What should you do to break into medical sales, laboratory sales, clinical diagnostics sales, surgical products sales, pathology sales, imaging sales, medical device sales, pharmaceutical sales, bio-tech sales, or sales of cellular or molecular products? As a medical sales recruiter, one of the most important tips I can give you is this: go for a ride-along with someone in the field to ask questions and see what a typical day is like.
Job shadowing is something we usually associate with high-school or college students, but it can be tremendously beneficial for anyone changing careers in just about any field–not just medical sales. It’s valuable hands-on experience before you make the commitment to switch.
A ride-along is just what it sounds like: You spend a day with a sales rep who’s in the field you’re thinking you’d like to sell into, and see how a typical day goes. A ride-along can be one of your greatest opportunities to differentiate yourself from another candidate. It sets you apart as a go-getter. It gives you critical on-the-job information that helps you in your job search. Among other things, it helps you answer the question, “How do you see yourself in this job?”
How do you get one?
Step 1: Ask for contacts.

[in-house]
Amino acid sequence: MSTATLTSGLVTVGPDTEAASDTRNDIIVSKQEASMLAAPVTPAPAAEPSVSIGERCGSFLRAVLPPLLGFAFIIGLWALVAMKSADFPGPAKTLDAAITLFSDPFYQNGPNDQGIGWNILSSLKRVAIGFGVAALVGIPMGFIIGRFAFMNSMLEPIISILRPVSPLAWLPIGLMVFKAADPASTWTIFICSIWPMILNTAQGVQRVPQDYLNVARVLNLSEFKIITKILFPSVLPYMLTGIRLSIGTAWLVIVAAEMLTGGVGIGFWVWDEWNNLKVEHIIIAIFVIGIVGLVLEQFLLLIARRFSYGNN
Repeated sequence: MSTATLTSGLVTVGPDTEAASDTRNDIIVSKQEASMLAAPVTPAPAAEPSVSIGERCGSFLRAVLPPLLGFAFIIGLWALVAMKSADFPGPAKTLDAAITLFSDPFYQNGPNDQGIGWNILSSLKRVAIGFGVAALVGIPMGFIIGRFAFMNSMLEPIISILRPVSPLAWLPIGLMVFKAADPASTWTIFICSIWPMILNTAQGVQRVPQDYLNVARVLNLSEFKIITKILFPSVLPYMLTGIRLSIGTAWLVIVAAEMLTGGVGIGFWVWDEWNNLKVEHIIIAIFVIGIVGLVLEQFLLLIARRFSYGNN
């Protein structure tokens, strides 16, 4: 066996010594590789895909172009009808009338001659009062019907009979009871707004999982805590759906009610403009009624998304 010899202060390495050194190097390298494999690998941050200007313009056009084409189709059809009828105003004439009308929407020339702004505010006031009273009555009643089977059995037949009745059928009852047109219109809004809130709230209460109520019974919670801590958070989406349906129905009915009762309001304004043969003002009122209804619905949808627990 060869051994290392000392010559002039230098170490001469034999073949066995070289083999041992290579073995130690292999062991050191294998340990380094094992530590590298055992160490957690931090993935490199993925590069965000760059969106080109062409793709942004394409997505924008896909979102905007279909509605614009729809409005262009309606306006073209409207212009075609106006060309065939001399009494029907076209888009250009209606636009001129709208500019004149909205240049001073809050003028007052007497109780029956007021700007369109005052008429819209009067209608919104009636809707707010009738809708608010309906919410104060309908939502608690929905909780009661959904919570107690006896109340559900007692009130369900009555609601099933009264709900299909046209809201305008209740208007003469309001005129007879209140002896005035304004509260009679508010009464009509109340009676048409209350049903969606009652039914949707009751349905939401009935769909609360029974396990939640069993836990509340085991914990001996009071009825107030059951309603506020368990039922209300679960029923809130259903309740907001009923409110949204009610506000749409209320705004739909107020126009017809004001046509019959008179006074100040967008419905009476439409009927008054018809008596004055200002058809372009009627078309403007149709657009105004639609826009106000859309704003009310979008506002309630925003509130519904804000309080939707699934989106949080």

If you want a pharmaceutical sales job, for instance, call your family doctor and ask for a favor-ask for the contact information of a couple of the sales reps who call on him. If you want a medical device job, ask the doctor for those types of representatives. If you want a laboratory sales job, go see a small laboratory and ask for a couple of contacts (folks who sell to them).
Get the idea?
Step 2: Call the sales rep and ask them for a favor:
Will they let you tag along for a day or half a day to see what their life is like? When you contact them, reassure them that you’re not after their job, but are looking for information about the field….pros and cons, typical day, and so on. This will help you narrow down which health care sales field you want to get into, and when you land the interview, your prep work will show and give you an edge over other candidates.
That’s all there is to it. When you do the ride along, ask lots of questions: What do they like about the job, what do they hate, what skills are absolutely necessary, how did they get the job, etc. You’ll think of more throughout the day. Take notes. Once you’ve done this, add the experience to your resume as a preceptorship.
Completing a ride-along communicates that:
(1) you are willing to go the extra step,
(2) you know how to make contacts and
(3) you know what you are getting into.
It helps the hiring manager see you in the job and that is what gets you a job offer.